Freshwater On Surface – Words and Images by Zac Charlton

Freshwater Fishing in Australia has really taken off when it comes to sport fishing over the last 10 years. The fish are harder to find, allure and catch then fishing in the salt. There are many successful methods to catching these freshwater species such as bass and perch but in my opinion the most exciting way to target freshwater species is on surface. Walk the dog style lures, poppers and bent minnows can provide some awesome surface strikes and get you some of the best action a fisherman could ask for.  But as freshwater fishing is so challenging and topwater fishing is also a hard art to master it can take hours and hours of hard work to even get a follow from a bass. But when you figure out your own method for getting the fish you won’t ever look back! Hopefully in this article I can give you a few tips on how to get some top water fun.


Firstly your rod and reel setup is vital in helping you land that fish of a lifetime. It’s hard to find the perfect balance to what you are targeting. Use a heavier setup and risk getting fewer strikes but landing more fish. Use a lighter setup and run the risk of loosing more fish but getting more strikes. I do prefer using lighter gear, it adds to the challenge of landing the fish and nothing looks better than a buckled rod!  My freshwater choices in my rod and reel setup consist of 1-4kg gear. My rod of choice being the Daiwa TDT 71LXS, which is a 2-4kg 7ft graphite rod. The TDT is so good because it has the grunt on a 4-8kg rod at the bottom and the action of a 1-3k rod in the tip. This is brilliant for pulling Bass and Perch out of very snaggy areas and then being able to fight the fish in more open water. My reel to pair with the TDT would have to be the Shimano Stradic 2500. Another reel that I would match the TDT with would have to be the Daiwa Aird. 9+1 ball bearing, smooth drag and very good looking fits the TDT beautifully and with a fresh spool of 4-8lb braid you are set. All up a TDT and Aird combo is under the $200 mark is suitable for experienced and rookie anglers alike.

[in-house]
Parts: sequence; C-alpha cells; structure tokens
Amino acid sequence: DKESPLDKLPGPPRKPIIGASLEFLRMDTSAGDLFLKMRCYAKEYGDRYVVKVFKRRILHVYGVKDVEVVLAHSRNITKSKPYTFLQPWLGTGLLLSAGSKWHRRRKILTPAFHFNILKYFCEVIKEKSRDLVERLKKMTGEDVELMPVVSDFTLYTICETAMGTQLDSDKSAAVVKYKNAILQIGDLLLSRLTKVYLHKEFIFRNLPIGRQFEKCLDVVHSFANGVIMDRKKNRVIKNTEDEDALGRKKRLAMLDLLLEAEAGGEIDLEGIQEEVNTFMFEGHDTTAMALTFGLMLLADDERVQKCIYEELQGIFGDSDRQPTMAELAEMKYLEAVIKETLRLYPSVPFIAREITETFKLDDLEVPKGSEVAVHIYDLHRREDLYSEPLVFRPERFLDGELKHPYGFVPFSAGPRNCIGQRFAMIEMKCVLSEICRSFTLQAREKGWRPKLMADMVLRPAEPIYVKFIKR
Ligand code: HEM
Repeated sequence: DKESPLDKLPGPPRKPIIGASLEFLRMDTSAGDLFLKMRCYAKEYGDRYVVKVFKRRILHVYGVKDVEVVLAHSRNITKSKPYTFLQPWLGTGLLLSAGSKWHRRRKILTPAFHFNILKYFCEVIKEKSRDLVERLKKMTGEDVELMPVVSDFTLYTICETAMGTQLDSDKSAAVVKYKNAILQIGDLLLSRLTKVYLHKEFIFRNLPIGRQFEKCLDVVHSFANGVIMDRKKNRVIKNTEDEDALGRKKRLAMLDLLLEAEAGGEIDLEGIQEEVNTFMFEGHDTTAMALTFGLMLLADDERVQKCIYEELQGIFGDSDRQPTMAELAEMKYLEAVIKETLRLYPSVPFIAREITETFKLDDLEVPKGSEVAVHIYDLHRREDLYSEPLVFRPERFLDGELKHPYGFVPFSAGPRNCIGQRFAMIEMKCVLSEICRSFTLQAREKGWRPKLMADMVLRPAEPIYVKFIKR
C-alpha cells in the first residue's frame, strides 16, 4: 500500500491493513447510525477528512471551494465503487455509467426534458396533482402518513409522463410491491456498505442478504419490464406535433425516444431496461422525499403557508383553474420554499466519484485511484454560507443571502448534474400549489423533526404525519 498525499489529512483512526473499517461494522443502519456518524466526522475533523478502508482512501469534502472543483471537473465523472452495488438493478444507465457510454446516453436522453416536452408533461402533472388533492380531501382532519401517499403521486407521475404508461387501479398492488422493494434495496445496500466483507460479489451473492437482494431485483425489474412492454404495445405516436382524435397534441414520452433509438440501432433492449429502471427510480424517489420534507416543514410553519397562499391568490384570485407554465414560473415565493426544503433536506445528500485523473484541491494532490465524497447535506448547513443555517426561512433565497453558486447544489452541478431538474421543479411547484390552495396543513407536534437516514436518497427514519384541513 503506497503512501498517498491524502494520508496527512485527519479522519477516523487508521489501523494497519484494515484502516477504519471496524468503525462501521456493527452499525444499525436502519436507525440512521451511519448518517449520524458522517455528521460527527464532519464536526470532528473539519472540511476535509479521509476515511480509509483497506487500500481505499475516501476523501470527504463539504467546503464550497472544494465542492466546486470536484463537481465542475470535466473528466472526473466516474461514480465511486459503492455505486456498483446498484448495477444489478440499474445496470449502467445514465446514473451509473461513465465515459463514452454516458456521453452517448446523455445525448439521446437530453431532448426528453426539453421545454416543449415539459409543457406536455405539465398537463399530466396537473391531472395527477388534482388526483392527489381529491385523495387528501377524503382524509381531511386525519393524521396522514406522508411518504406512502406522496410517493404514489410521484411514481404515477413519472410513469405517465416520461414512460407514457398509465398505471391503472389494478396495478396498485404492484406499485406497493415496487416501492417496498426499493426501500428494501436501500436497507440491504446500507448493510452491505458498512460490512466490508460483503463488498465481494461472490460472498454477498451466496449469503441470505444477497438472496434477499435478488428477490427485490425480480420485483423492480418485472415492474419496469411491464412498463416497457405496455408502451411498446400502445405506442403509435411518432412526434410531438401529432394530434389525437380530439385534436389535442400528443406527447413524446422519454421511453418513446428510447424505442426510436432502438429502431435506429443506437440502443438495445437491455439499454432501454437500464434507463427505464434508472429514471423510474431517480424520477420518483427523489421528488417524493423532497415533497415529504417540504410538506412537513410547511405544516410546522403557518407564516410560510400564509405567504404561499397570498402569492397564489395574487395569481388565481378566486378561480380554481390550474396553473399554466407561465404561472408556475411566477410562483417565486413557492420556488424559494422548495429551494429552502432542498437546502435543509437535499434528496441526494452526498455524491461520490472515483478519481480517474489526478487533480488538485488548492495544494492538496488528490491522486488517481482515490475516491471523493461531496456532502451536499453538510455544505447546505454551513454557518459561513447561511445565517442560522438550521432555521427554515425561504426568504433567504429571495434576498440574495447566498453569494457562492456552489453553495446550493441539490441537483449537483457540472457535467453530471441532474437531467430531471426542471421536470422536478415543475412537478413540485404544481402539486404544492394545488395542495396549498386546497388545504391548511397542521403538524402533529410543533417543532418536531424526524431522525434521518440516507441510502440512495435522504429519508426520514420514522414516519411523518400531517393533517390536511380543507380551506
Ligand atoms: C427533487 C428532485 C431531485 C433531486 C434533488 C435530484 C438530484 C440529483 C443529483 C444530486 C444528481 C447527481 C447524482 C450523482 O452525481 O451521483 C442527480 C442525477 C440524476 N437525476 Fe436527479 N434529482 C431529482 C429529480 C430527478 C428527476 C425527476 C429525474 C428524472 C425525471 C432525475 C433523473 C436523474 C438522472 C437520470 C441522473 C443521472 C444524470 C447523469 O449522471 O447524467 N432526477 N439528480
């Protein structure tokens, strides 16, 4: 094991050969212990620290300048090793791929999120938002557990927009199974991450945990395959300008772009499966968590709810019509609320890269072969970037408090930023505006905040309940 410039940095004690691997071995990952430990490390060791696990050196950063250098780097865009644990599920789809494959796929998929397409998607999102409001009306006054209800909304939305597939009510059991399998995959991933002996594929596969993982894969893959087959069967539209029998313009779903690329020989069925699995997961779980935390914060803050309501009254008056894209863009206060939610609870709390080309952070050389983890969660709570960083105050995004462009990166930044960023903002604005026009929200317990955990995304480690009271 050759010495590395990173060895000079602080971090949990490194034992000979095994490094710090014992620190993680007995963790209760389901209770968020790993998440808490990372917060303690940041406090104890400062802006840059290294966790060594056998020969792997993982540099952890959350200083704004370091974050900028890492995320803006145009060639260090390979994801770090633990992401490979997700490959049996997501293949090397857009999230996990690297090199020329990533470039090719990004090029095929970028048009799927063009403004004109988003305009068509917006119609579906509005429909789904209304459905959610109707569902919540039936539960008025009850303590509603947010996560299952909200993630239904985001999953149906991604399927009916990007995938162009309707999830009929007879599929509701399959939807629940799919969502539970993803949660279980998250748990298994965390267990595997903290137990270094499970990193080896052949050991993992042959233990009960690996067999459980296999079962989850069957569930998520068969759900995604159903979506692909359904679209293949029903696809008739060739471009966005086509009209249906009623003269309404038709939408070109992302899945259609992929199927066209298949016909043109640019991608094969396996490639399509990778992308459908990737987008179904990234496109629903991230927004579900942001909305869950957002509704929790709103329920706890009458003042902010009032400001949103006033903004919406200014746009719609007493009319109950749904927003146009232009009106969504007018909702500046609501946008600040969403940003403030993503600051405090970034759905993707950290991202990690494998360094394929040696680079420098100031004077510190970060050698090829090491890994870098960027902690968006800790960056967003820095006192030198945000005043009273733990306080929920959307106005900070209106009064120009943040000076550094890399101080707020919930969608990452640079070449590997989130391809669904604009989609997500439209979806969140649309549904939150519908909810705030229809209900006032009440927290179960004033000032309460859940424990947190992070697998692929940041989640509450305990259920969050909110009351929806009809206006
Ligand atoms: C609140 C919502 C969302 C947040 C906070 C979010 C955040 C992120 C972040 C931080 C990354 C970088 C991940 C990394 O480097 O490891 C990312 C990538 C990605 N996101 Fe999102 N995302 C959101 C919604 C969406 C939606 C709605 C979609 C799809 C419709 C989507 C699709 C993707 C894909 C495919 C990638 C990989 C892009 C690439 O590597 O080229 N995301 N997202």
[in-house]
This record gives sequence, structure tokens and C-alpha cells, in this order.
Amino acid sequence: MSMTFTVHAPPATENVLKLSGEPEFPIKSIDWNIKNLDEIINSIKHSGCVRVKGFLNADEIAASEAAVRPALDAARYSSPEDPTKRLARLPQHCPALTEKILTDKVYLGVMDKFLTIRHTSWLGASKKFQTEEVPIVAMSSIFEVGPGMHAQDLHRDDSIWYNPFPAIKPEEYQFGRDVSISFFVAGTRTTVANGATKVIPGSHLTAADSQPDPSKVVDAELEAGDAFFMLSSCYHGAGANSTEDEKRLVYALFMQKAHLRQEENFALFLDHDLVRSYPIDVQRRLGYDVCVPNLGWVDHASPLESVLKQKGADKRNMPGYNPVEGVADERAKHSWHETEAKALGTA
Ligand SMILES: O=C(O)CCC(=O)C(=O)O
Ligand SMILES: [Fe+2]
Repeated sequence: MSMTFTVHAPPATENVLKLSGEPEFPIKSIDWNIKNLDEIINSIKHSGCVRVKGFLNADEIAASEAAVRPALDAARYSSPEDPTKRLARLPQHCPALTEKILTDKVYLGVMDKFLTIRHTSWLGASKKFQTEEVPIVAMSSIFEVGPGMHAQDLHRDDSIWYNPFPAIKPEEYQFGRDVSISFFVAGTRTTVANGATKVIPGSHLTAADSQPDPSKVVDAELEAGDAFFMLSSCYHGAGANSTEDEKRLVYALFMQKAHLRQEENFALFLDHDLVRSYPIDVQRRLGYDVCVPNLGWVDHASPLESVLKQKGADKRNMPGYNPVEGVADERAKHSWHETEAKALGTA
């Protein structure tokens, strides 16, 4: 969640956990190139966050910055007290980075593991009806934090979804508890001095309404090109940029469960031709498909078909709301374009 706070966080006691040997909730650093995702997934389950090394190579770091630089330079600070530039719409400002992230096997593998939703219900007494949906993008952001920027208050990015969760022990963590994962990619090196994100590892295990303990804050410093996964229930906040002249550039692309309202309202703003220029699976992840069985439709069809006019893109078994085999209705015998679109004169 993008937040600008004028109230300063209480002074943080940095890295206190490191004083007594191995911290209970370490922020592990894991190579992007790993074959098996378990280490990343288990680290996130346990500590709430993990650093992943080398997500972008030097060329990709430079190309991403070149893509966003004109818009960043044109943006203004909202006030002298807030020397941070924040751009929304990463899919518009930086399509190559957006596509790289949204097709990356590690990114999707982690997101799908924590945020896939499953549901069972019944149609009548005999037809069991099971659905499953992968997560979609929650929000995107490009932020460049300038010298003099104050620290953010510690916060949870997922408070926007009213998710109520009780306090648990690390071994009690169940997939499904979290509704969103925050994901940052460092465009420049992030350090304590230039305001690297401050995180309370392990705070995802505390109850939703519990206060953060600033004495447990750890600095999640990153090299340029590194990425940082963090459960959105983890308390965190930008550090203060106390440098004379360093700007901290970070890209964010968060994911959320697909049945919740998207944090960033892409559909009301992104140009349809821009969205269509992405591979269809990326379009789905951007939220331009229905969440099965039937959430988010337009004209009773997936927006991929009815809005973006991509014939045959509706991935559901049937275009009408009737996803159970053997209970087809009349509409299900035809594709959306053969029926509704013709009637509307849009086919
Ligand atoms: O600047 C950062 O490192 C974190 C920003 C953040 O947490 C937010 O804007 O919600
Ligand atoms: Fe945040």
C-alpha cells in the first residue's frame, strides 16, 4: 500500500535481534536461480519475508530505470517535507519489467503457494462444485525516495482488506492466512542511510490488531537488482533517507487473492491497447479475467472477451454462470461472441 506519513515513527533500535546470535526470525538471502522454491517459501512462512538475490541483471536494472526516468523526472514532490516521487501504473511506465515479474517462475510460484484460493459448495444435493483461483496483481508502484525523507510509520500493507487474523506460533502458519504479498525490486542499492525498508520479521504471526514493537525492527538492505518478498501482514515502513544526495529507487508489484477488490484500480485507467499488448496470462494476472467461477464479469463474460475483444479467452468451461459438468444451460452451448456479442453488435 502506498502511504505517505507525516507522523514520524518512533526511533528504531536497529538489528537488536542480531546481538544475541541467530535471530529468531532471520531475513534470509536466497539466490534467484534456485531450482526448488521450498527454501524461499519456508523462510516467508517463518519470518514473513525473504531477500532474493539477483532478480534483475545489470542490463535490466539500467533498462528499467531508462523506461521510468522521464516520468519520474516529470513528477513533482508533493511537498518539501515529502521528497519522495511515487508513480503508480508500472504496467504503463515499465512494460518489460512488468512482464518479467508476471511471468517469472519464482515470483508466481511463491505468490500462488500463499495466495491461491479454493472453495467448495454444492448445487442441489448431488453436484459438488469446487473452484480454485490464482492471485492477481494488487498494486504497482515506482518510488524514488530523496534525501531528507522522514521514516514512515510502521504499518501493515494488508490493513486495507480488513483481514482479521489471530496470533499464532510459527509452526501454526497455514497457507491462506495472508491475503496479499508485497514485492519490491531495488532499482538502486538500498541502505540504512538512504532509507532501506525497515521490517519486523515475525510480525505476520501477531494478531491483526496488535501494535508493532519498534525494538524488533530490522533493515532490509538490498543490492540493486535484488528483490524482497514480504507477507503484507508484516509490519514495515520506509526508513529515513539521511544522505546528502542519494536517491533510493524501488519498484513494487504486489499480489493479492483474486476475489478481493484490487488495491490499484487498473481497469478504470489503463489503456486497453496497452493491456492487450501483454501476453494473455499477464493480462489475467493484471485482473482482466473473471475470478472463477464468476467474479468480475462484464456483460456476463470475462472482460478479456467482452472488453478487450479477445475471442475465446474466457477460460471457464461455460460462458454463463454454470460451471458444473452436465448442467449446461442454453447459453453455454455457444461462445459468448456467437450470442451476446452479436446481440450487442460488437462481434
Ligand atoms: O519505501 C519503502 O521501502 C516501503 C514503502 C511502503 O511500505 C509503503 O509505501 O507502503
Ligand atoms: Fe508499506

Lure choice is also very important for targeting freshwater species on surface. Purchasing a wide range of lures and colours always increases your chances. My first choice in poppers would have to the Duo Tetra Works Poco Poco. Duo have designed these specifically for sea bass in Japan but they work just a well if not better in Australia. Getting your hands on some of these fellas is a must! Poco Poco’s average around the $20 mark so they do get costly when you loose them. Next in line is the river2sea Bubble Pop, they are half the price of the Poco Poco’s but do work well when used right. Remember big lures don’t always mean big fish so if you match the hatch with small lures your chances of a successful hookup are higher. Surface walkers also work wonders on freshwater fish, the Twitchy Lures “Twitchcada” is one example I like. Their lures have some great action to them and look like a fleeing Cicada that has dropped from a tree.  Freshwater fish love these bug mimics as there natural prey are real insects.

The most important part to catching these fish is finding the spots and using the right techniques. Finding the structure means finding the fish so it pays to have a quick scout of you area before you fish. Structure like vertical rock walls with submerged logs protruding outward provide perfect structure and with some accurate casting some good fish can be scouted. My personal favorite type of structure to fish is low overhanging trees. This is what i look for when casting insect imitation as more fish will be inclined to grab it as it looks like it has fallen from a tree. Sitting opposite to a snag and casting lures towards it is a good method however I find that nudging close up to the bank and casting parallel and working the lure along the structure produces more and more strikes.


Getting the fish to strike is the hard part. There are countless techniques that you can use to lure a fish but when using poppers the most effective way to catching timid bass is to give it 5-6 small but consistent pops before a long pause. These pops attract the fish to the lure and the pause lets them hit it or have a good view before engulfing it as you begin to retrieve again. Using large bloops tends to put the fish off, as it looks unnatural. Using poppers in the fresh is very similar to targeting bream. Timid fish will often follow lures cast after cast but never strike them. Although on other days you can simply have your lure hanging over the side and a greedy bass will give you a huge surprise!

From personal experience freshwater surface fishing is just amazing. Teach your kids, mates and wife. There is just years of memories waiting and some fat bass and perch as well. Hopefully these hints and tips may help you out and I hope to see you out on the water soon

Tight lines!

Zac Charlton

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